So religions (as Weber insisted) pour into the gaps not only meaning but also actions; and that is why religions are a constant force for change, despite the fact that they are also, as systems, necessarily conservative. But as in biology, so here: constraints are the condition of freedom, and once the constraints of a religion are internalized, people are set free to act and think in creative ways (on the meaning and importance of constraint in biology and religion, see J. W. Bowker, A Year to Live, Introduction (London: SPCK, 1991); Is God a Virus ?, 96 ff.)

The supreme intellectual instruments of this religious creativity are myth, ritual, and symbol. The word ‘myth’ has been debased in recent years so that it is now, in popular usage, another word for something false or invented. Yet myth is in fact one of the greatest of human achievements. Myths are narrations, usually stories, which point to truths of a kind that cannot be told in other ways—for example, in the categories of natural science. That is why myth was seized upon in the nineteenth century by those like Wagner who accepted that science has a true story to tell, but a limited one: it cannot, for example, tell us anything about the experienced truths of human love and suffering. Myth places individual biographies and local events into a much larger context and story, thereby giving them meaning and significance. Myth may provide explanations of ritual, but rituals may also be independent of myth. Rituals are actions repeated in regular and predictable ways which create order in the otherwise random process of time. They may therefore be entirely secular (as, for example, on New Year's Eve or at the opening of an Olympic Games), but they are extensive in religions. Some are rites of passage (marking the movement of individuals or groups through significant moments of life and death), others mediate protection into dangerous worlds; some initiate, others terminate membership of a religious group; some seek to effect change, others to express meaning. Ritual is the enacted language through which human hopes and fears are articulated and dealt with, and life is constantly renewed. So much is expressed through ritual that it is impossible to summarize all that it means and does.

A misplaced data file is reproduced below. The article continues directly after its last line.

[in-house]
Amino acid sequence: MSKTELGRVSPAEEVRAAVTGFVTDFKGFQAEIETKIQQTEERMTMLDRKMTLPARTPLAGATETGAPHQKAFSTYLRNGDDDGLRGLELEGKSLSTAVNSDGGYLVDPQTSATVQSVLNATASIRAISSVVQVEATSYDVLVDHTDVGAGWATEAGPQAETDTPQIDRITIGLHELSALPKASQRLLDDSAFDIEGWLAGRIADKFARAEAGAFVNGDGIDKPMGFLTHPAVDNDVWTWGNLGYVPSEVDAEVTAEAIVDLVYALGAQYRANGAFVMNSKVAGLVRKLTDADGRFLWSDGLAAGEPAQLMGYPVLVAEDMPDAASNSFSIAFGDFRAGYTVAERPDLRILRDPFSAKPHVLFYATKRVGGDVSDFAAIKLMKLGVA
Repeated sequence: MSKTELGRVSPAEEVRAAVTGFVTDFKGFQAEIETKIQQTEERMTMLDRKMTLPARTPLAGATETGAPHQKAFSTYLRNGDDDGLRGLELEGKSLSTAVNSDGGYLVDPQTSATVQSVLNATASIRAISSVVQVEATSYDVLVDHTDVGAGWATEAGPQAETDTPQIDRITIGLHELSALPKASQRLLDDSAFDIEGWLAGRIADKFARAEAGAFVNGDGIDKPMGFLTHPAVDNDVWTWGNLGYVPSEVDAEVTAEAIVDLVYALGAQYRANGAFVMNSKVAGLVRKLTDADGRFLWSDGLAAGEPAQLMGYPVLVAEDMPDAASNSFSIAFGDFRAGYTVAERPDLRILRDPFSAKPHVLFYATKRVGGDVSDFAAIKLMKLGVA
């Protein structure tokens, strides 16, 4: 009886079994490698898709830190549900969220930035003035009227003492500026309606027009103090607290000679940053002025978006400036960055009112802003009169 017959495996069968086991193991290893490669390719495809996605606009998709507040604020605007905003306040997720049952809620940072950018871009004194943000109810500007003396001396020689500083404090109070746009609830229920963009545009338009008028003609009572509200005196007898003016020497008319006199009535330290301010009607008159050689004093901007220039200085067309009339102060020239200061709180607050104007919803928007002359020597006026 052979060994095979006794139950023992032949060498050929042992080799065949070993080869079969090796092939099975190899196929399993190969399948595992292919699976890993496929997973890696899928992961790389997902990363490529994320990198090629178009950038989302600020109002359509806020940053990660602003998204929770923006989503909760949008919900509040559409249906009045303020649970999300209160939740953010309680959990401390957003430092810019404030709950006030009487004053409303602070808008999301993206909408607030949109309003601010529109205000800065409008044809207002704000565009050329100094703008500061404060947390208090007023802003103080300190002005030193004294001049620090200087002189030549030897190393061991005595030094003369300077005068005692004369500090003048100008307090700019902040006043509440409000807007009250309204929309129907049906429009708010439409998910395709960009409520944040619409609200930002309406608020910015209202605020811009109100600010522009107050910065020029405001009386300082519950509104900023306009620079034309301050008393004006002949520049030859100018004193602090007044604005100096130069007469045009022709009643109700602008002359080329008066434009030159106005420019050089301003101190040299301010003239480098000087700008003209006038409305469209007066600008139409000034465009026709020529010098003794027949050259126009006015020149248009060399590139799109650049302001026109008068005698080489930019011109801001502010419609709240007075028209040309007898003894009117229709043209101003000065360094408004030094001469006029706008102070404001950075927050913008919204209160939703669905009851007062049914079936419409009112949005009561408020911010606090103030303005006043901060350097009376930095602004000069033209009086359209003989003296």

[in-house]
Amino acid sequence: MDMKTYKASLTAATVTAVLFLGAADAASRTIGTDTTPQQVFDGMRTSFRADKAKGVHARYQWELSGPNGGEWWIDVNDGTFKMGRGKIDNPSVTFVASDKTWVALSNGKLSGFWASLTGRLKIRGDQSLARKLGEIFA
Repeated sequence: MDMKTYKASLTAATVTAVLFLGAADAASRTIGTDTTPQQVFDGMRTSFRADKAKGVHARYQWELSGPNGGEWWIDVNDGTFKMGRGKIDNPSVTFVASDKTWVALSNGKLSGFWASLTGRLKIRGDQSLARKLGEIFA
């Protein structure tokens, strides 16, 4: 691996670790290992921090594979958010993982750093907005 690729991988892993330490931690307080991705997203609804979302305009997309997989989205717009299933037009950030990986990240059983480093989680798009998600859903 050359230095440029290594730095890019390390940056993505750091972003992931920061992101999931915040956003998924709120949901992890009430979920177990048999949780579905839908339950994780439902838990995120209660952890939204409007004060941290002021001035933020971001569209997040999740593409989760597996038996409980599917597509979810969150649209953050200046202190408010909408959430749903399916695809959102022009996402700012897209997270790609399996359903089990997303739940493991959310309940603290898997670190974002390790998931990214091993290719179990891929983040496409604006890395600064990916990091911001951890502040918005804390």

So too with symbols: language is important (to say the least) in expressing religious beliefs and ideas, but symbols are at least as much so. Symbols are compressed expressions of religious beliefs and ideas in visible form, some of which are enacted, but many of which are transcribed. Symbols rarely attempt to portray what they purport to be about, because they are economies of statement, feeling, and belief, usually achieved and established in religions and simply appropriated by particular individuals. Rather than reproducing something, they act as entrances to religious worlds and imaginations, much as the Looking Glass admitted Alice to wonder and delight—and to terror. Symbols are possessed of power and may encompass a universe in a space not much larger than a small room—or God in a host the size of a coin.